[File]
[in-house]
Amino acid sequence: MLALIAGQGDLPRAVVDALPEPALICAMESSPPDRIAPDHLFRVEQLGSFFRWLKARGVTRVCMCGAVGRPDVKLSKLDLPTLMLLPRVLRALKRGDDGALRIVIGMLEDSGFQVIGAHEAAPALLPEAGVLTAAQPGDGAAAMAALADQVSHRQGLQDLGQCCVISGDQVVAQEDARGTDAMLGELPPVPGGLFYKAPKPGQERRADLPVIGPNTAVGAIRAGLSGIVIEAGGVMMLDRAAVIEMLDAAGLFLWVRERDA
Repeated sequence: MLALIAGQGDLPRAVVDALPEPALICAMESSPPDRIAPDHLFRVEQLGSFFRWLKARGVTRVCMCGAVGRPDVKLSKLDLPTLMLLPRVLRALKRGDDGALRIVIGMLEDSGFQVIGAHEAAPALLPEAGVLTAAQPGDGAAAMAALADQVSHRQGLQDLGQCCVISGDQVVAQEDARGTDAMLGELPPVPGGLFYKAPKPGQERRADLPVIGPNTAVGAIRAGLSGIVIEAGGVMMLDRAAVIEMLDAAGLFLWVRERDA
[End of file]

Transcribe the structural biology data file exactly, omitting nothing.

[in-house]
Amino acid sequence: MLALIAGQGDLPRAVVDALPEPALICAMESSPPDRIAPDHLFRVEQLGSFFRWLKARGVTRVCMCGAVGRPDVKLSKLDLPTLMLLPRVLRALKRGDDGALRIVIGMLEDSGFQVIGAHEAAPALLPEAGVLTAAQPGDGAAAMAALADQVSHRQGLQDLGQCCVISGDQVVAQEDARGTDAMLGELPPVPGGLFYKAPKPGQERRADLPVIGPNTAVGAIRAGLSGIVIEAGGVMMLDRAAVIEMLDAAGLFLWVRERDA
Repeated sequence: MLALIAGQGDLPRAVVDALPEPALICAMESSPPDRIAPDHLFRVEQLGSFFRWLKARGVTRVCMCGAVGRPDVKLSKLDLPTLMLLPRVLRALKRGDDGALRIVIGMLEDSGFQVIGAHEAAPALLPEAGVLTAAQPGDGAAAMAALADQVSHRQGLQDLGQCCVISGDQVVAQEDARGTDAMLGELPPVPGGLFYKAPKPGQERRADLPVIGPNTAVGAIRAGLSGIVIEAGGVMMLDRAAVIEMLDAAGLFLWVRERDA